Image: X-ray microscope images and X-ray absorption spectra obtained from two Alzheimer’s disease plaque cores, measured at Diamond’s beamline I08. Image: Science Advances.

Credit: Science Advances.

X-rays get a grip on why erucamide slips

X-Ray Reflectivity measurements offer insights into a slippery industrial additive

Slip additives have a wide range of industrial uses, finding their way into everything from lubricants to healthcare products. Fatty acid amides have been used as slip additives since the 1960s, and erucamide is widely used in polymer manufacturing. Research into erucamide migration and distribution and its nanomechanical properties has shown that the assembly and performance of the slip-additive surface depend on concentration and application method, as well as the substrate surface chemistry. However, questions remain regarding the nanostructure of organised erucamide surface layers, including the molecular orientation of the outermost erucamide layer. In work recently published in the Journal of Colloid and Interface Science, a team of researchers from the University of Bristol and Procter & Gamble used a combination of techniques to investigate the erucamide nanostructure formed in a model system. Their findings will allow the use of rigorous scientific methods in real-world scenarios.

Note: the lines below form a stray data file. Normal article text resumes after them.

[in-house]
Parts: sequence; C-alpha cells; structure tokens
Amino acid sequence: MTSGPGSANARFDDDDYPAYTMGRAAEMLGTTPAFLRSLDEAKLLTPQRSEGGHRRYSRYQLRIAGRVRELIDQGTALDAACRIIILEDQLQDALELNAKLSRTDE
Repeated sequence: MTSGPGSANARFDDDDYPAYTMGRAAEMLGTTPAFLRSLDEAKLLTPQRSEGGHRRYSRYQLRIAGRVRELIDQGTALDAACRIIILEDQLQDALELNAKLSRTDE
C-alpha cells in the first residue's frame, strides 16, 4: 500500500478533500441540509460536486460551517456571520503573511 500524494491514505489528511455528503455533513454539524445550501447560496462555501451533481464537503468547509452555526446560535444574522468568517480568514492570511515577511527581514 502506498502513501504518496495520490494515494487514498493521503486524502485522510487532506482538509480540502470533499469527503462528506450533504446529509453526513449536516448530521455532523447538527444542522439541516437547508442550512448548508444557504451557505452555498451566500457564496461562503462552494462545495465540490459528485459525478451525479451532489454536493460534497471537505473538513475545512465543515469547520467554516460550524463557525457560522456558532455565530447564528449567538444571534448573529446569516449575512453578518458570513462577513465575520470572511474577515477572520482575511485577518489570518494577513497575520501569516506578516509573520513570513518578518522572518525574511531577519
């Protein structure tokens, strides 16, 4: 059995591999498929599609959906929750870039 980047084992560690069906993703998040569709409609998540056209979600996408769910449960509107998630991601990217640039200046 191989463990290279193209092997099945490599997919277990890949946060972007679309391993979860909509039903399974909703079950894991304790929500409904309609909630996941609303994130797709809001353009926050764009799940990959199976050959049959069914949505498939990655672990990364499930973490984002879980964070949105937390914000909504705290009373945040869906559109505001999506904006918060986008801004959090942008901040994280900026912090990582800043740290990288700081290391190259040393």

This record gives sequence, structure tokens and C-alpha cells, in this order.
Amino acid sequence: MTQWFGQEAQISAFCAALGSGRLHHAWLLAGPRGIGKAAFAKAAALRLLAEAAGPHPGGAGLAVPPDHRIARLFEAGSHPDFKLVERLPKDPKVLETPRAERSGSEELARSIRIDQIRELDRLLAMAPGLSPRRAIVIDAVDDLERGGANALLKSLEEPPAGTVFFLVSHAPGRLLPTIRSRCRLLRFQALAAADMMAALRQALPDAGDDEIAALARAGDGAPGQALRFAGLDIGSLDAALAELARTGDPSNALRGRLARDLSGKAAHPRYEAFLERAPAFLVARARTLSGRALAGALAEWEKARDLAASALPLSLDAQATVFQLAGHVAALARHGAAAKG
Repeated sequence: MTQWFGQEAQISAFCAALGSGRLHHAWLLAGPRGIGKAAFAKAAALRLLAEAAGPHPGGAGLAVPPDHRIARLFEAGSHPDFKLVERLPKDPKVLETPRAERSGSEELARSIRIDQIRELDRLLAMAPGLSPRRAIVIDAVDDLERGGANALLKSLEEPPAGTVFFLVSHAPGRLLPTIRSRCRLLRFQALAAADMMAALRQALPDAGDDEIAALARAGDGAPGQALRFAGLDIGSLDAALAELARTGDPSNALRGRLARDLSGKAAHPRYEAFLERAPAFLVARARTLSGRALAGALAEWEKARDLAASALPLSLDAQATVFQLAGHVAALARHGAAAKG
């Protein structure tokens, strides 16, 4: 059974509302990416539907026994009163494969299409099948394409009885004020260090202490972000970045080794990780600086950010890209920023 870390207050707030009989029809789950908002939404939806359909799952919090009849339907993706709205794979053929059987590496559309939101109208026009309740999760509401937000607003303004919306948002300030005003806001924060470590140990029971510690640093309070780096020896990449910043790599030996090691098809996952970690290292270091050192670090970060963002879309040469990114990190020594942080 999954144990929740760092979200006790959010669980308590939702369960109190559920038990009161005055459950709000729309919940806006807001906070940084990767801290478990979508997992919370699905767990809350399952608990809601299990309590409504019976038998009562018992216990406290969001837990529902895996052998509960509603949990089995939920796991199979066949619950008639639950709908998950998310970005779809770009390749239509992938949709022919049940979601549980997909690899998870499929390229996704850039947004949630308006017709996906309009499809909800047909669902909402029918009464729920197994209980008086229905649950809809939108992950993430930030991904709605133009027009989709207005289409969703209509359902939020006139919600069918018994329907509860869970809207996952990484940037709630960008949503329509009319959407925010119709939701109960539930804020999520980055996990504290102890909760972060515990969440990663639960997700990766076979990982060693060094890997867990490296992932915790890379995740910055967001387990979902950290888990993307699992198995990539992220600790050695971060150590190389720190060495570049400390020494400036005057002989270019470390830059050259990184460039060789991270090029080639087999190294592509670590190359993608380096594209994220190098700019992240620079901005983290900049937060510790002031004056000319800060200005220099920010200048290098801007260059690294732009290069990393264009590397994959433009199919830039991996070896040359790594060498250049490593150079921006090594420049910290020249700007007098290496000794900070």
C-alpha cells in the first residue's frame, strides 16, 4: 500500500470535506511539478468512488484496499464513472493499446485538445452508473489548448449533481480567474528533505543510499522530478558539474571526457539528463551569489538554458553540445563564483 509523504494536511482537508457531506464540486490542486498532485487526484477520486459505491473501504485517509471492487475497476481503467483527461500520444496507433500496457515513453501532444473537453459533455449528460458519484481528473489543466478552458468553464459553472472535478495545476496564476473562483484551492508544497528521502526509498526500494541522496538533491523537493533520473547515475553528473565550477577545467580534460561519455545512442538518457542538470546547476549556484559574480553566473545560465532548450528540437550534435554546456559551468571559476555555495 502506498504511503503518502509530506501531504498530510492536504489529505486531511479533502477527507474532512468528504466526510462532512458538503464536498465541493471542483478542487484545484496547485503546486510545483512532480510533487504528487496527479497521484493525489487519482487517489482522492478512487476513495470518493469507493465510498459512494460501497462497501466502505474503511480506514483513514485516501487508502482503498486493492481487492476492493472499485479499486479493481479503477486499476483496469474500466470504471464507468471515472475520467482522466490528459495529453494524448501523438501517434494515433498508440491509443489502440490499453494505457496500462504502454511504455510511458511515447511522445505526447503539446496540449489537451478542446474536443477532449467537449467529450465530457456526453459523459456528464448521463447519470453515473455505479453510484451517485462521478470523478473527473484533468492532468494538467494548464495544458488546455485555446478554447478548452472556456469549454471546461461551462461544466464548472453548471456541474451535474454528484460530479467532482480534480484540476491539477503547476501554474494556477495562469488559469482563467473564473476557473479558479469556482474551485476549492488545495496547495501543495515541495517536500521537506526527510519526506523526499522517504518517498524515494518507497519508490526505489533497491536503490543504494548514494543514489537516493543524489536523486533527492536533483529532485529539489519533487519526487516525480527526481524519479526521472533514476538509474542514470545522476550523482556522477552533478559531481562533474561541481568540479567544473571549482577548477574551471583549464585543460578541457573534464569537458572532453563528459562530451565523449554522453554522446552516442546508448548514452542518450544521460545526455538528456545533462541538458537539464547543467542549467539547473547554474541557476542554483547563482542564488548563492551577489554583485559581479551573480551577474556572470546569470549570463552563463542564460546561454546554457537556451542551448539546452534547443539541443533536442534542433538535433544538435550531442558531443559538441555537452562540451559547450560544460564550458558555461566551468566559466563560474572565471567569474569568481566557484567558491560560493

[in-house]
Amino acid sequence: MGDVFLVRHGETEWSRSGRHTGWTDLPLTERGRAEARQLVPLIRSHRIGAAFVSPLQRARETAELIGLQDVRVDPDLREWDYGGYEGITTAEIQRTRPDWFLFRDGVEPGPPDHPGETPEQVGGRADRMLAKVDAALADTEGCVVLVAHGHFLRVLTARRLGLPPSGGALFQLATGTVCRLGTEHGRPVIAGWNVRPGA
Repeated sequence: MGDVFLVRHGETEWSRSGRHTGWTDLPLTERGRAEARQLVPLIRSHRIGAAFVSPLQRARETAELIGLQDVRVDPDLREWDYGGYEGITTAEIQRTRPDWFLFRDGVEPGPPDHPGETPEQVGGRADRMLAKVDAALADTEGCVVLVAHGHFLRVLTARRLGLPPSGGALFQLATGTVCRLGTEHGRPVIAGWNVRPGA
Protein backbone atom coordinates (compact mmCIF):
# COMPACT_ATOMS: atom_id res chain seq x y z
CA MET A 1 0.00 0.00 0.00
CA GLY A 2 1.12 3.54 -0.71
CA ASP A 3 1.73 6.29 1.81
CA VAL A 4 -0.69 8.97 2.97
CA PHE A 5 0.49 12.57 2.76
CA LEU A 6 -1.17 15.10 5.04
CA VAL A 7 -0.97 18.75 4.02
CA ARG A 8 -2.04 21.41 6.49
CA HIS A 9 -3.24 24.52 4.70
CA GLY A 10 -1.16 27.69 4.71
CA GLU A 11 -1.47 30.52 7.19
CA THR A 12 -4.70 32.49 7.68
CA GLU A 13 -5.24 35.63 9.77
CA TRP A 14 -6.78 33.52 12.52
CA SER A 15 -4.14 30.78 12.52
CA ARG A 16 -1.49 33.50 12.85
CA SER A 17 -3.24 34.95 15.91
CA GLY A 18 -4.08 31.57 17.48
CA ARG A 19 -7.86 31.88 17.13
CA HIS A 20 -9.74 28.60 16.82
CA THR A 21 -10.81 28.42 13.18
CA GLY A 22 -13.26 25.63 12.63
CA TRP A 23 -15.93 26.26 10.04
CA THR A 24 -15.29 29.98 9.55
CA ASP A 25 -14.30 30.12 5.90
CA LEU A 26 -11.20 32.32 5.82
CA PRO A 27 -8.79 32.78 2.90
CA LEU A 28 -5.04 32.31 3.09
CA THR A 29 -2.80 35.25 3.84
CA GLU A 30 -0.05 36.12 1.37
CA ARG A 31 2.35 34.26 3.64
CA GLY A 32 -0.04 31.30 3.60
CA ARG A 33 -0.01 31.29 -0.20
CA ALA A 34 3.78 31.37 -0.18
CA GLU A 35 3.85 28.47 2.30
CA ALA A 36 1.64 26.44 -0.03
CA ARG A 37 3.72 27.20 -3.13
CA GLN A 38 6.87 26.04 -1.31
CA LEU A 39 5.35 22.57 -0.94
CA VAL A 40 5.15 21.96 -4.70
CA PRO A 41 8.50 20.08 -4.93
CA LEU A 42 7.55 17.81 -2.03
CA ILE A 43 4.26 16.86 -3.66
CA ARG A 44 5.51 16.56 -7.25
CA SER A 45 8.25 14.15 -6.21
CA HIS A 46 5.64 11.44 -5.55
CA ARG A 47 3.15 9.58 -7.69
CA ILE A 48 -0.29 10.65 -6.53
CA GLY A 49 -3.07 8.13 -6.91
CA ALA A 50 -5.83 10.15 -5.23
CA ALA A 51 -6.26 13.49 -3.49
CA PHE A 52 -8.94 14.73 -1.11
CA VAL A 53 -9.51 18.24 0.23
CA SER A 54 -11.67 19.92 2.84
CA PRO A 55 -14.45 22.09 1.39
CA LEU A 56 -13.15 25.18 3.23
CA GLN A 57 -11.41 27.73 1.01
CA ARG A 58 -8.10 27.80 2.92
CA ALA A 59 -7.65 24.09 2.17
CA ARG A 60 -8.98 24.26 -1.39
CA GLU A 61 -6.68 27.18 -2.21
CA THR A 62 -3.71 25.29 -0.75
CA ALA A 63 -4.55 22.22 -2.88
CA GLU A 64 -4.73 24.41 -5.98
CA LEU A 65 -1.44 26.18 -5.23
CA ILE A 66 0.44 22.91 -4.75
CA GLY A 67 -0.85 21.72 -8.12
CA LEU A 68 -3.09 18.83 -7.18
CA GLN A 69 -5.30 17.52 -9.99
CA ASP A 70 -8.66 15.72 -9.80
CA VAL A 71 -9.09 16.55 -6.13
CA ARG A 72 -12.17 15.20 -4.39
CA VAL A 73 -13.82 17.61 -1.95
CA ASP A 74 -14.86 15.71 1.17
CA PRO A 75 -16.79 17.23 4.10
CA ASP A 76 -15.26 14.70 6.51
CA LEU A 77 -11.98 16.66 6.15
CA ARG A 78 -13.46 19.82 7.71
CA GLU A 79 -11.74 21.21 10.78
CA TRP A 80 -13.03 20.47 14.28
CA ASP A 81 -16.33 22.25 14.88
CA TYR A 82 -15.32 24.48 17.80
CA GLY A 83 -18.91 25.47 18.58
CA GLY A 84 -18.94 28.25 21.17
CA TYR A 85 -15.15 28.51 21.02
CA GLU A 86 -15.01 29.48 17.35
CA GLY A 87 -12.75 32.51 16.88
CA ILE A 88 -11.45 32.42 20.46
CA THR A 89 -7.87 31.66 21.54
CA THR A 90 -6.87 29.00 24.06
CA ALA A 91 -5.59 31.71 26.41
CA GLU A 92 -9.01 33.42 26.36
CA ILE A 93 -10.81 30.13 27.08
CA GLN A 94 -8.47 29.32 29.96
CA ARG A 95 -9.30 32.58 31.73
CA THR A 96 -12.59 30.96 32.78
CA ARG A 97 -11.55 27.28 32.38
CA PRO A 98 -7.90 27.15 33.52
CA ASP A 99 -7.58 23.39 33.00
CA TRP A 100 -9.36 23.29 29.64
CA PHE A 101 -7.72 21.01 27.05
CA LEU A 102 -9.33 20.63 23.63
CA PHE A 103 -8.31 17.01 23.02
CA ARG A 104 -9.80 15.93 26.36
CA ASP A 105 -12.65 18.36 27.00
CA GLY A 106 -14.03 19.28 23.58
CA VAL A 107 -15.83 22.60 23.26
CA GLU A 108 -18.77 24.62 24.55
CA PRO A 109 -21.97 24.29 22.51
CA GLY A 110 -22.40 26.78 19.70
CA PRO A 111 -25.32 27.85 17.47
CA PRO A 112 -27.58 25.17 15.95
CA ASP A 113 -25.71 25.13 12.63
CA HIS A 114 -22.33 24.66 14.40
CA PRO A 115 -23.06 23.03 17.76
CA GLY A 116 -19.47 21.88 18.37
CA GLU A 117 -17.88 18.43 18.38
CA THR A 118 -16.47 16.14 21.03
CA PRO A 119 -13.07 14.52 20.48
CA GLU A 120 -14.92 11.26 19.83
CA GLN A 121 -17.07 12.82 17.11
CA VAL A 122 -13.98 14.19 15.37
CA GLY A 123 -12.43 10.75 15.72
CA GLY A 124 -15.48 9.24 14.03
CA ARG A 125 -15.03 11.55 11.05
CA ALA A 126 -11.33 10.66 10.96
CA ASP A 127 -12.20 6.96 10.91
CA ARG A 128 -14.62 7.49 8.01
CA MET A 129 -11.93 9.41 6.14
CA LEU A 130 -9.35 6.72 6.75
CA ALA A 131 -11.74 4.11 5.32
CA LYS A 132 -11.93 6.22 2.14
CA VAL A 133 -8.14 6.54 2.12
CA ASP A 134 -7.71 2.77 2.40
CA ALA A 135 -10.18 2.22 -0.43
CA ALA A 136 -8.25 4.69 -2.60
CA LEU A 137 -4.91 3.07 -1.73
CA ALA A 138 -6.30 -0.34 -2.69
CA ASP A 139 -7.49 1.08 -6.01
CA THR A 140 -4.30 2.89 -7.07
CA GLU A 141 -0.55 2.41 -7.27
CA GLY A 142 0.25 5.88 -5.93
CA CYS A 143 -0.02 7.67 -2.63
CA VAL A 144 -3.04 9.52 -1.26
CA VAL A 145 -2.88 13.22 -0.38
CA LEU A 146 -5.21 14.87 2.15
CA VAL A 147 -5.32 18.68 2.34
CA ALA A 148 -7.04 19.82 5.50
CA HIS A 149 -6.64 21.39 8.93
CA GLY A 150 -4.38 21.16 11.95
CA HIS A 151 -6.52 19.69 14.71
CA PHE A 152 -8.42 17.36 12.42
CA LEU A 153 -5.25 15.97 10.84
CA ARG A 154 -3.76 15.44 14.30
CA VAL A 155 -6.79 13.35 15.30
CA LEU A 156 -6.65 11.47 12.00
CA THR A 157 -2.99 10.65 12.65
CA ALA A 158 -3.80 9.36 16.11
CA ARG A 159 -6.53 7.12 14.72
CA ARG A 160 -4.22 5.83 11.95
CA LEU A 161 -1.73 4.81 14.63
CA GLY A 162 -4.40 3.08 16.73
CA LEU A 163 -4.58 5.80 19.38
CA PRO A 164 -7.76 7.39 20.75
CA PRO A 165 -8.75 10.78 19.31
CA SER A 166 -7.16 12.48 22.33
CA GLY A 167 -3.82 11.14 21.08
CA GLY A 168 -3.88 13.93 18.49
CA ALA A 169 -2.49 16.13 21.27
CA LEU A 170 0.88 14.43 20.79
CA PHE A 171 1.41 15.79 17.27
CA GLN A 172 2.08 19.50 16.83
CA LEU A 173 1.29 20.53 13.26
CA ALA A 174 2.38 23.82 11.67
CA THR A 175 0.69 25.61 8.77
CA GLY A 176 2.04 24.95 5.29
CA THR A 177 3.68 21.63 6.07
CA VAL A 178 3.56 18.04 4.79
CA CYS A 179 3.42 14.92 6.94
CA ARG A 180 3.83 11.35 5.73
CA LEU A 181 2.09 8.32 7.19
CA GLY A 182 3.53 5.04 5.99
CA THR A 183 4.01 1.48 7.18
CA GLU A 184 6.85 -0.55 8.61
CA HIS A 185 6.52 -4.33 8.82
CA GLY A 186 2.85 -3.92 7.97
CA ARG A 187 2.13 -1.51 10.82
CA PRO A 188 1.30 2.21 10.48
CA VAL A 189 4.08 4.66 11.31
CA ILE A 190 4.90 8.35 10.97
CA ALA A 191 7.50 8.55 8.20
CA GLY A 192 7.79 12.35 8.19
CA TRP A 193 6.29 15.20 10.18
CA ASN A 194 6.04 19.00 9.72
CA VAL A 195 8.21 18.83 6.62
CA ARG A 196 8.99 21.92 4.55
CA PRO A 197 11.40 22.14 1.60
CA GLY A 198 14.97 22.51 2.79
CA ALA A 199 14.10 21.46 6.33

Essential erucamide

Manufacturers use slip additives to modify the surface structure of a wide range of materials, reducing friction without compromising the material’s other properties (e.g. modulus). Slip additives are included in everything from food packaging and textiles, dyes and lubricants, to hygiene products such as nappies.

Read on the Diamond website

Image:Multiscale characterisation of polypropylene (PP) fibre vs polypropylene fibre + 1.5 % erucamide: (A) Optical microscopy, (B) Scanning Electron Microscopy, (C) Atomic Force Microscopy (height image)